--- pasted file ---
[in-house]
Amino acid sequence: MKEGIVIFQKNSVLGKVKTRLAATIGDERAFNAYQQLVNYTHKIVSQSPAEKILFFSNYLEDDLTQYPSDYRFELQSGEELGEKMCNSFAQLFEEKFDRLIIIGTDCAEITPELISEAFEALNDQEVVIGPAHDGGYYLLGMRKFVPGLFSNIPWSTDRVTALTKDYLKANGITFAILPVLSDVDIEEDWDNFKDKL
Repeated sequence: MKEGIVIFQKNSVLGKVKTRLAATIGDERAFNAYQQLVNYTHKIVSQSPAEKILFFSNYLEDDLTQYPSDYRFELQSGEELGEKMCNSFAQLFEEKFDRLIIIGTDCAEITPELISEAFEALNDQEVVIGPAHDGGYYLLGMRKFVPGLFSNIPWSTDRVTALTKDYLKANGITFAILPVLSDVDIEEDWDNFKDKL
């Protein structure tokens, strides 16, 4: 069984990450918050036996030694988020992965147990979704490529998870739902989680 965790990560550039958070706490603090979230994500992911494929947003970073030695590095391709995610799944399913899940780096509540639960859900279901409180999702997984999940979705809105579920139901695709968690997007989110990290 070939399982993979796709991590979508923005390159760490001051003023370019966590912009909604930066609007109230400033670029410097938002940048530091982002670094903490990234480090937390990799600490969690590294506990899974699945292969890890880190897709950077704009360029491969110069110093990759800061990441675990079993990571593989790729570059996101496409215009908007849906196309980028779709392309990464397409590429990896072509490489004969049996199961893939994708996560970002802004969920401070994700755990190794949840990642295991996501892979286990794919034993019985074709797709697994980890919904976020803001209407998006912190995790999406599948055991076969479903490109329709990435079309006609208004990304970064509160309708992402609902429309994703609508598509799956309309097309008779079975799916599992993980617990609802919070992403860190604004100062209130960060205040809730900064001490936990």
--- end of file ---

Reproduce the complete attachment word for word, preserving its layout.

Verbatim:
[in-house]
Amino acid sequence: MKEGIVIFQKNSVLGKVKTRLAATIGDERAFNAYQQLVNYTHKIVSQSPAEKILFFSNYLEDDLTQYPSDYRFELQSGEELGEKMCNSFAQLFEEKFDRLIIIGTDCAEITPELISEAFEALNDQEVVIGPAHDGGYYLLGMRKFVPGLFSNIPWSTDRVTALTKDYLKANGITFAILPVLSDVDIEEDWDNFKDKL
Repeated sequence: MKEGIVIFQKNSVLGKVKTRLAATIGDERAFNAYQQLVNYTHKIVSQSPAEKILFFSNYLEDDLTQYPSDYRFELQSGEELGEKMCNSFAQLFEEKFDRLIIIGTDCAEITPELISEAFEALNDQEVVIGPAHDGGYYLLGMRKFVPGLFSNIPWSTDRVTALTKDYLKANGITFAILPVLSDVDIEEDWDNFKDKL
């Protein structure tokens, strides 16, 4: 069984990450918050036996030694988020992965147990979704490529998870739902989680 965790990560550039958070706490603090979230994500992911494929947003970073030695590095391709995610799944399913899940780096509540639960859900279901409180999702997984999940979705809105579920139901695709968690997007989110990290 070939399982993979796709991590979508923005390159760490001051003023370019966590912009909604930066609007109230400033670029410097938002940048530091982002670094903490990234480090937390990799600490969690590294506990899974699945292969890890880190897709950077704009360029491969110069110093990759800061990441675990079993990571593989790729570059996101496409215009908007849906196309980028779709392309990464397409590429990896072509490489004969049996199961893939994708996560970002802004969920401070994700755990190794949840990642295991996501892979286990794919034993019985074709797709697994980890919904976020803001209407998006912190995790999406599948055991076969479903490109329709990435079309006609208004990304970064509160309708992402609902429309994703609508598509799956309309097309008779079975799916599992993980617990609802919070992403860190604004100062209130960060205040809730900064001490936990």